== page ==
I tried the original recipe and was impressed. I tweaked the recipe to create a slightly sweet, nuttier profile. Instead of 2 cups almond flour, I used 1 cup almond flour with 1 cup almond meal. Instead of 1/4 coconut oil, I used 1/4 cup unsalted butter. I reduced the psyllium husk powder to 3 level tablespoons. I also added 2 tablespoons regular molasses stirred into the warm water. The molasses has 32 grams of sugar total, but when you divided by 16 slices it only adds 2 grams of carbs per slice. Thanks for a great bread. I look forward to more great recipes!
Another new study presented at the European Society of Cardiology backs up this research and appeared with the title: “Low carbohydrate diets are unsafe and should be avoided.” Study author, Professor Maciej Banach, stated: “We found that people who consumed a low carbohydrate diet were at greater risk of premature death. Risks were also increased for individual causes of death including coronary heart disease, stroke, and cancer. These diets should be avoided.”
The main limitations of our study are its small sample size, short duration, and lack of control group. That the main outcome, hemoglobin A1c, improved significantly despite the small sample size and short duration of follow-up speaks to the dramatic and consistent effect of the LCKD on glycemia. For other effects, however, such as the rises in serum LDL and HDL cholesterol, the small sample size might be the reason statistical significance was not reached. Future studies of larger samples and containing a control group are needed to better address questions about the effect of the LCKD on serum lipids in patients with type 2 diabetes.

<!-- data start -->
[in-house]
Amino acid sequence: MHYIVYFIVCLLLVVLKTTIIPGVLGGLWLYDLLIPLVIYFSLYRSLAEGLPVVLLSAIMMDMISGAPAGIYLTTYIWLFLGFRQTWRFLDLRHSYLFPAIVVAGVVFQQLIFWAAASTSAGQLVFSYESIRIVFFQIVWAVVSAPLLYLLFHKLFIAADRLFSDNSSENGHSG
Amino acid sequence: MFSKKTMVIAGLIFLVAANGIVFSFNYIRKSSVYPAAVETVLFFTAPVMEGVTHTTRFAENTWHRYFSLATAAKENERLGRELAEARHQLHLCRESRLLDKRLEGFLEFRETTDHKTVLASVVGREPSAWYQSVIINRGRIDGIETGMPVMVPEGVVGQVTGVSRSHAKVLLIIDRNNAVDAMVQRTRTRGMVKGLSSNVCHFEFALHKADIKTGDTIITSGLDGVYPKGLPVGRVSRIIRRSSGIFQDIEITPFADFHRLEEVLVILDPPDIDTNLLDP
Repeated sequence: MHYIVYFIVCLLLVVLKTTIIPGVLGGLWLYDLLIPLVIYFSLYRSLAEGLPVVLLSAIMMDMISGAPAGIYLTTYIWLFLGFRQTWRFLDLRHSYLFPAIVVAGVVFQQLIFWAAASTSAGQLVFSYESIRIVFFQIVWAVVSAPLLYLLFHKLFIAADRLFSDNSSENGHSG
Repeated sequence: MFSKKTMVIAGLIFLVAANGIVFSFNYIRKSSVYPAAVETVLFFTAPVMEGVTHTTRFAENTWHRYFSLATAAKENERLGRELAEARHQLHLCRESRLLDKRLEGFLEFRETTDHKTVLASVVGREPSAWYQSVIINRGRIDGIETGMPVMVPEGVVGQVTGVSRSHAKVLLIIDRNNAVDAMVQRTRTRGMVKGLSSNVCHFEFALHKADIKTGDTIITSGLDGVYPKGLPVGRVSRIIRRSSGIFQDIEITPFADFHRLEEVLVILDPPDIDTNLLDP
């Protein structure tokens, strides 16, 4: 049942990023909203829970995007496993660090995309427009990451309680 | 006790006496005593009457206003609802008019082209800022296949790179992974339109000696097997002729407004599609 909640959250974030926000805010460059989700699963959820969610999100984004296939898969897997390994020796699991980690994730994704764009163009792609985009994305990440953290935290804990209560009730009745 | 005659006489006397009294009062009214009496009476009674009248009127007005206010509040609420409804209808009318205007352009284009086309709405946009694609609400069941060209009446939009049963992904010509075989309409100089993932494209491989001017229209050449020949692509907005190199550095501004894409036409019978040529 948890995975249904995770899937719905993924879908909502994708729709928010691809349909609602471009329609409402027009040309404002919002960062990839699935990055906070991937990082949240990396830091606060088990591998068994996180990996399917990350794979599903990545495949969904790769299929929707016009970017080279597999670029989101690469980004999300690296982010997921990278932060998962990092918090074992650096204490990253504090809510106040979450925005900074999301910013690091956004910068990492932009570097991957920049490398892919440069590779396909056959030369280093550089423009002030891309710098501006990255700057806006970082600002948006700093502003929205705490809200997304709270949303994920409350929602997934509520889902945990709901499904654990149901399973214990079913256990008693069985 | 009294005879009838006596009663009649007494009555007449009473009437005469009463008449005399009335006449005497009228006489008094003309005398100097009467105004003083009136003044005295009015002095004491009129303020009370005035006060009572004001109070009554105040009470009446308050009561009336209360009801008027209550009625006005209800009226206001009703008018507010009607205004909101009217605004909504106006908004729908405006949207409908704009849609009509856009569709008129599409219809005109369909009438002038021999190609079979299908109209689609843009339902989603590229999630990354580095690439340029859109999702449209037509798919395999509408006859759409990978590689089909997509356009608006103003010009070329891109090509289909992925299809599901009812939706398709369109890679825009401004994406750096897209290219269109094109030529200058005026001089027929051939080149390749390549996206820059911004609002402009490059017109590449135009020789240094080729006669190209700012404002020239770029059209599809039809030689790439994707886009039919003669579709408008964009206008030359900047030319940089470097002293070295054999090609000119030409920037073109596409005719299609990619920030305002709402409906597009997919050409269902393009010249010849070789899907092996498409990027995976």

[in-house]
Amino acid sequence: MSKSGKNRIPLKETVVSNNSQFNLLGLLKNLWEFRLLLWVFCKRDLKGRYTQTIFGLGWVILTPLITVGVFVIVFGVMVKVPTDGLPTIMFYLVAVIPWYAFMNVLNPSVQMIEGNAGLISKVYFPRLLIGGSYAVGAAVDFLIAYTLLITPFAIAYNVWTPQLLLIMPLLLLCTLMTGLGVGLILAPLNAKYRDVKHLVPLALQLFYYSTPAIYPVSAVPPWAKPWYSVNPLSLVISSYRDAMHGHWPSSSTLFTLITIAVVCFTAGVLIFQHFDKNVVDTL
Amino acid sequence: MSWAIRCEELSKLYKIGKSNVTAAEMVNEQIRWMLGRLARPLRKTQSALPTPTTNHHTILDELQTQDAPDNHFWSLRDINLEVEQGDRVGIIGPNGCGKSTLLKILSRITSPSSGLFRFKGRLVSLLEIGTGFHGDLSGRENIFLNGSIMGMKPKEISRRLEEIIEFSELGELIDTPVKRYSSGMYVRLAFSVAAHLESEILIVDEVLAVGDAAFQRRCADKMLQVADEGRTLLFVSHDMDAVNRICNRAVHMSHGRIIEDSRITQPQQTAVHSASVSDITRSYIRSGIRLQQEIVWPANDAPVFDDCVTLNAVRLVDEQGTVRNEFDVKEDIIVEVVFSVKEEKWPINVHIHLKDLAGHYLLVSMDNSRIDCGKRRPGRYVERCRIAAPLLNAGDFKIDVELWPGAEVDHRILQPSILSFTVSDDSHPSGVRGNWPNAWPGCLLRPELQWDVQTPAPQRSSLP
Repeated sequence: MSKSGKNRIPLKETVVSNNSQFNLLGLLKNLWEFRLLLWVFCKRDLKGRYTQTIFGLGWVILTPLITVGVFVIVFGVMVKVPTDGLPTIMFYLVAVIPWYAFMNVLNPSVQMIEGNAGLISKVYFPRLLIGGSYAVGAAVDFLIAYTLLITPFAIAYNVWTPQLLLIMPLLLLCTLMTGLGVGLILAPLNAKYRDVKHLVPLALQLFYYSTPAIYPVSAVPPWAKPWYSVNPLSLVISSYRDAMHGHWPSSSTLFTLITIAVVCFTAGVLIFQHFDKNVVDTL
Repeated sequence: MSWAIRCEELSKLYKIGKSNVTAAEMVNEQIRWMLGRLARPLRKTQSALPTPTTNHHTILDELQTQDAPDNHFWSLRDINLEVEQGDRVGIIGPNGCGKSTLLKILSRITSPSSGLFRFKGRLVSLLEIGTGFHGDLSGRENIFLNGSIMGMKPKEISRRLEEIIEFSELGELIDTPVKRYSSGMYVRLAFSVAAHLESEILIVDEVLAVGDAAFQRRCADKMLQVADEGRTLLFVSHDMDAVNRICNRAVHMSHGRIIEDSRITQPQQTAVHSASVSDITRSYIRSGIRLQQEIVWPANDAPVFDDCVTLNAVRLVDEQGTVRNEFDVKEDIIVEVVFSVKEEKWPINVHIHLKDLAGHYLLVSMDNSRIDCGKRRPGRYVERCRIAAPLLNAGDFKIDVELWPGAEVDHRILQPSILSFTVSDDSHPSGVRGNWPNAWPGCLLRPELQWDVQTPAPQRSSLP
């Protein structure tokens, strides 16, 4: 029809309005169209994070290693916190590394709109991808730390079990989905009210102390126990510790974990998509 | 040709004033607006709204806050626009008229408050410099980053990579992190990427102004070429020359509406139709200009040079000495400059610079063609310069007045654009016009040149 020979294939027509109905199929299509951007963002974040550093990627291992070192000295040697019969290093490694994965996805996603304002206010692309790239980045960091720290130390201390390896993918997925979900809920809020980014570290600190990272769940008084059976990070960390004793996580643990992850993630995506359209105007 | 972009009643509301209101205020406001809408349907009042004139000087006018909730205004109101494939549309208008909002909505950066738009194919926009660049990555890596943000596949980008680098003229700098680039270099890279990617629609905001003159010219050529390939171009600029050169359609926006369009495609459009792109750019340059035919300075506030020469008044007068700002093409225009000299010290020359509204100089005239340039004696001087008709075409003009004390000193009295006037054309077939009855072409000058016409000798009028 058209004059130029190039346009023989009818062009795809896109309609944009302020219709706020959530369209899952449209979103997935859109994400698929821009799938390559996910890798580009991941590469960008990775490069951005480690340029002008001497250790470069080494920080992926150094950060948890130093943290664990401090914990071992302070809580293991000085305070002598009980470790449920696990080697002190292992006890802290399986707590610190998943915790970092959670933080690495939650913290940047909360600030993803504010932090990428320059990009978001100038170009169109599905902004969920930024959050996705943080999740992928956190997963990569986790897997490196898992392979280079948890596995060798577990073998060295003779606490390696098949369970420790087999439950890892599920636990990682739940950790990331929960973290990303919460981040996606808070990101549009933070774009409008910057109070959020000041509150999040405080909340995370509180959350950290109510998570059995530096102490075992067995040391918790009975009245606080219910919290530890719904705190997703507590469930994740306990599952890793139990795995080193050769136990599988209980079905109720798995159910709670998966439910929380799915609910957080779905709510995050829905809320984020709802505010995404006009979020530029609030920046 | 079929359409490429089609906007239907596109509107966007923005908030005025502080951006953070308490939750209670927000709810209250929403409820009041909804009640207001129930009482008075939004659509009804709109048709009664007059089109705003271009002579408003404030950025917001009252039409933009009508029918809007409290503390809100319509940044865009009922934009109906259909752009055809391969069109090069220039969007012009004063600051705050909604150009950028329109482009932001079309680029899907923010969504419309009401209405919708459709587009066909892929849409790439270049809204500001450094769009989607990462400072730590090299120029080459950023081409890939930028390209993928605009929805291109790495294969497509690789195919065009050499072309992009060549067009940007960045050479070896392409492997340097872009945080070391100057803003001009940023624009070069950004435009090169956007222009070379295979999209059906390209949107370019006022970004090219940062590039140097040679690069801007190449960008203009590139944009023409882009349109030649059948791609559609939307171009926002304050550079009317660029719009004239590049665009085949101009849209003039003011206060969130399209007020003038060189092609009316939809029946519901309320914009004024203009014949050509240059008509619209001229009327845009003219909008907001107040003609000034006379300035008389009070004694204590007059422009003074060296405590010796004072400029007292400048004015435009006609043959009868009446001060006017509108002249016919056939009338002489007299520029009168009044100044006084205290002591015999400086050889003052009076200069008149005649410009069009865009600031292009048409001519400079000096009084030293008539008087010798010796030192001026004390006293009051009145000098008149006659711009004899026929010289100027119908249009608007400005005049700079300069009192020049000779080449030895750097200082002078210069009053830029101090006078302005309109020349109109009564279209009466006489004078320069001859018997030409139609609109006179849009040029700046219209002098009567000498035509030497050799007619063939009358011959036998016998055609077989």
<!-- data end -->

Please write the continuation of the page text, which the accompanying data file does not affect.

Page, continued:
The trick to working with coconut flour is accepting the fact that it requires a lot of eggs to give it structure and a decent consistency. It can be a little shocking to see half a dozen to a dozen eggs in a recipe, but as you try it out, you will see that it works. The end results are rarely too eggy or rubbery. You will also be surprised to see how little coconut flour is used in most recipes. It’s incredibly dense, but expands remarkably with the added eggs and liquid, so you typically only need about a third of the amount you would need with conventional flour or nut flours.
BREAKFAST BARS: You can't beat them for convenience, but choose carefully—many bars have only a gram or two of fiber, and most are loaded with added sugars, such as high-fructose corn syrup. Read the labels and look only for those that have no added sugars and at least 6 grams of fiber. Atkins® bars are a great source of fiber and are available in an array of flavors, so your taste buds can be pleasantly surprised every day of the week.
Participants were recruited from the Durham Veterans Affairs Medical Center (VAMC) outpatient clinics. Inclusion criteria were age 35–75 years; body mass index (BMI) >25 kg/m2; and fasting serum glucose >125 mg/dL or hemoglobin A1c >6.5% without medications, or treatment with oral hypoglycemic agents (OHA) and/or insulin. Exclusion criteria were evidence of renal insufficiency, liver disease, or unstable cardiovascular disease by history, physical examination, and laboratory tests. All participants provided written informed consent approved by the institutional review board. No monetary incentives were provided.